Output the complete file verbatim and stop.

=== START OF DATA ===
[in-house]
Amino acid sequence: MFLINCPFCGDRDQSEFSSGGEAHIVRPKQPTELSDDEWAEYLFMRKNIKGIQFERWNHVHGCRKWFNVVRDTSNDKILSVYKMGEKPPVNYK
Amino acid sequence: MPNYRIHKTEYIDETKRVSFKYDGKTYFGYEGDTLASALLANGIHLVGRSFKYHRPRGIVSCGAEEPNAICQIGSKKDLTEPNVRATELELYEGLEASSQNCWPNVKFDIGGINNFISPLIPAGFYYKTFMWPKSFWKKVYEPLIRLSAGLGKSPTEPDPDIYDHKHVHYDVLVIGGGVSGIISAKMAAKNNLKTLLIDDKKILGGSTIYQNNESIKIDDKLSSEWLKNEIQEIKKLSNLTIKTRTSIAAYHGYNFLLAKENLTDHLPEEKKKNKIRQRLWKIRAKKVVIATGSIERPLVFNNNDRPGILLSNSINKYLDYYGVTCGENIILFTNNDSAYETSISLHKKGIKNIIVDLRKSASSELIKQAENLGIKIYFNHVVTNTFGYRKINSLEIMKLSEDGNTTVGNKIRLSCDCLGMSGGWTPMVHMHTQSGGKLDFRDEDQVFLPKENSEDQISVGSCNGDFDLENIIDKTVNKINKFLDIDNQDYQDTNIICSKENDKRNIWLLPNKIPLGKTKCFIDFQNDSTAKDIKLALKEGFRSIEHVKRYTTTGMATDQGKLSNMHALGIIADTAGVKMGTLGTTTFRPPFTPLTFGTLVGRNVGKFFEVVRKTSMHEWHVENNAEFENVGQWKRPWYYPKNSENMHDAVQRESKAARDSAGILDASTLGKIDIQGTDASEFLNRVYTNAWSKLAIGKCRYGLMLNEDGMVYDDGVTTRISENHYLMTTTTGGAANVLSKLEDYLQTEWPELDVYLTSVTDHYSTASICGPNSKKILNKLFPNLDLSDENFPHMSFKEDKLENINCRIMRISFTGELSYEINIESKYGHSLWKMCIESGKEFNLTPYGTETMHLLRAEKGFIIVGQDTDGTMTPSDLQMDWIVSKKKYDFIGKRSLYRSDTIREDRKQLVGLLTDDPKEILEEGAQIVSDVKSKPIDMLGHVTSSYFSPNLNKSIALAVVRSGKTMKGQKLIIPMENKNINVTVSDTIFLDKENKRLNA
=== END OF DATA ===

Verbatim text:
[in-house]
Amino acid sequence: MFLINCPFCGDRDQSEFSSGGEAHIVRPKQPTELSDDEWAEYLFMRKNIKGIQFERWNHVHGCRKWFNVVRDTSNDKILSVYKMGEKPPVNYK
Amino acid sequence: MPNYRIHKTEYIDETKRVSFKYDGKTYFGYEGDTLASALLANGIHLVGRSFKYHRPRGIVSCGAEEPNAICQIGSKKDLTEPNVRATELELYEGLEASSQNCWPNVKFDIGGINNFISPLIPAGFYYKTFMWPKSFWKKVYEPLIRLSAGLGKSPTEPDPDIYDHKHVHYDVLVIGGGVSGIISAKMAAKNNLKTLLIDDKKILGGSTIYQNNESIKIDDKLSSEWLKNEIQEIKKLSNLTIKTRTSIAAYHGYNFLLAKENLTDHLPEEKKKNKIRQRLWKIRAKKVVIATGSIERPLVFNNNDRPGILLSNSINKYLDYYGVTCGENIILFTNNDSAYETSISLHKKGIKNIIVDLRKSASSELIKQAENLGIKIYFNHVVTNTFGYRKINSLEIMKLSEDGNTTVGNKIRLSCDCLGMSGGWTPMVHMHTQSGGKLDFRDEDQVFLPKENSEDQISVGSCNGDFDLENIIDKTVNKINKFLDIDNQDYQDTNIICSKENDKRNIWLLPNKIPLGKTKCFIDFQNDSTAKDIKLALKEGFRSIEHVKRYTTTGMATDQGKLSNMHALGIIADTAGVKMGTLGTTTFRPPFTPLTFGTLVGRNVGKFFEVVRKTSMHEWHVENNAEFENVGQWKRPWYYPKNSENMHDAVQRESKAARDSAGILDASTLGKIDIQGTDASEFLNRVYTNAWSKLAIGKCRYGLMLNEDGMVYDDGVTTRISENHYLMTTTTGGAANVLSKLEDYLQTEWPELDVYLTSVTDHYSTASICGPNSKKILNKLFPNLDLSDENFPHMSFKEDKLENINCRIMRISFTGELSYEINIESKYGHSLWKMCIESGKEFNLTPYGTETMHLLRAEKGFIIVGQDTDGTMTPSDLQMDWIVSKKKYDFIGKRSLYRSDTIREDRKQLVGLLTDDPKEILEEGAQIVSDVKSKPIDMLGHVTSSYFSPNLNKSIALAVVRSGKTMKGQKLIIPMENKNINVTVSDTIFLDKENKRLNA